Autozone, Inc. et. Al. v. MESA

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Court of Appeals of Georgia, A17A1294

Decided: September 8, 2017

Issues: Did the Superior Court misapply the “any evidence” standard when reviewing the Board’s ruling specifically with regard to the weight of medical evidence in the subject claim?


The employer, Autozone, Inc, appealed the judgment of the superior court, which reversed, in part, the State Board’s denial of certain benefits to the claimant. The employer claimed that the superior court misapplied the “any evidence” standard when reviewing the Board’s ruling and erred when finding that the Administrative Law Judge, who initially denied the claimant’s claim, acted “contrary to law.” The Court of Appeals agreed and reversed the superior court’s order.

The Court of Appeals reiterated the facts of the claim viewed in the light most favorable to the employer/appellant, as the party that prevailed before the Board. In that regard, the claimant worked as a delivery driver for the employer. As a result of a work-related car accident in November 2010, she injured her neck and back. Following the accident, the claimant returned to work in a light duty job, in which she performed clerical work because the medications from her work injury made her too dizzy to perform her normal job as a driver. However, the claimant returned to work in her regular position as a driver after she was released to do so by her physician in January 2011.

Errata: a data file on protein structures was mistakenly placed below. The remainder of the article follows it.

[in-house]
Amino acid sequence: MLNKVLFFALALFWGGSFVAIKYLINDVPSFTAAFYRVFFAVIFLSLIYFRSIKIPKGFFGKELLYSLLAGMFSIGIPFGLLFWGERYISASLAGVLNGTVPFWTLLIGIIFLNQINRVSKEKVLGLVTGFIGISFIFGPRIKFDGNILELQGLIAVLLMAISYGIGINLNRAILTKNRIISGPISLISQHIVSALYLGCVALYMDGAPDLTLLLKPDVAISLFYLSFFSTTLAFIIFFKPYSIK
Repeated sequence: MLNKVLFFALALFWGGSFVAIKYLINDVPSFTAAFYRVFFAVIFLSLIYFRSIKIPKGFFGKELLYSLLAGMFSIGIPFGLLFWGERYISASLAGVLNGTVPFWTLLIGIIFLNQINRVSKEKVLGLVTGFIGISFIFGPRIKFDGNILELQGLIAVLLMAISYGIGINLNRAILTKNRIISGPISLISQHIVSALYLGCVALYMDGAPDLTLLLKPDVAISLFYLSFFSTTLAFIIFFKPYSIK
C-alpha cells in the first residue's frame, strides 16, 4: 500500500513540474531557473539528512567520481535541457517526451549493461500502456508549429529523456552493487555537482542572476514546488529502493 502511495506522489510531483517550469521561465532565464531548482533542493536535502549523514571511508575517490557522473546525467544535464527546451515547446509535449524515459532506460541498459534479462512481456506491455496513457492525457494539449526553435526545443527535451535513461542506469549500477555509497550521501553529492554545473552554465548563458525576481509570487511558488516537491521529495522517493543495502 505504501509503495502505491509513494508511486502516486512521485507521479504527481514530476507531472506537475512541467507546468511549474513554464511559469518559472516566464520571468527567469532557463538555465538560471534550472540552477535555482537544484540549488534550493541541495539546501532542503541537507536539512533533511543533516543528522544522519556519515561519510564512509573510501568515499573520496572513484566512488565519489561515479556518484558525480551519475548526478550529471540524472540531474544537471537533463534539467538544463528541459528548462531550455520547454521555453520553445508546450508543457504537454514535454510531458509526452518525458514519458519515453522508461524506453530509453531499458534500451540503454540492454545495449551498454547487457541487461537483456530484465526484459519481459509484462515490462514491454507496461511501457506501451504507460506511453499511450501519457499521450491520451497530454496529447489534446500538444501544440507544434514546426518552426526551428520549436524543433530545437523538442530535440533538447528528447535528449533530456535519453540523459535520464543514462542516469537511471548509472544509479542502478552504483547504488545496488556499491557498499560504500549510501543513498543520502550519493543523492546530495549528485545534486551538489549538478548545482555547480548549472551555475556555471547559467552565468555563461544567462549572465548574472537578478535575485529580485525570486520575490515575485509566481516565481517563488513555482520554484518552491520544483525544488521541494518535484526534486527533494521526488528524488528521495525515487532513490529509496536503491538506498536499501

The claimant continued to treat for her work injuries and underwent a lumbar MRI in February 2011, which one of the claimant’s physicians, Dr. John Rumbaugh, deemed “normal.” Thereafter, a referral physician, Dr. Allen Goodrich, reviewed the same MRI, also found it was normal, concluded that the claimant had reached maximum medical improvement and released her to full duty work. The claimant underwent another lumbar MRI in September 2011, which a third physician, Dr. Amar Rajadhyaksha, concluded was normal and who also placed the claimant at maximum medical improvement, released her to full duty work, and assigned a zero percent impairment rating. In October 2011, the claimant saw Dr. Tamar Ference, who ordered a cervical MRI, which he concluded was normal. He recommended physical therapy and that the claimant not work until her condition improve.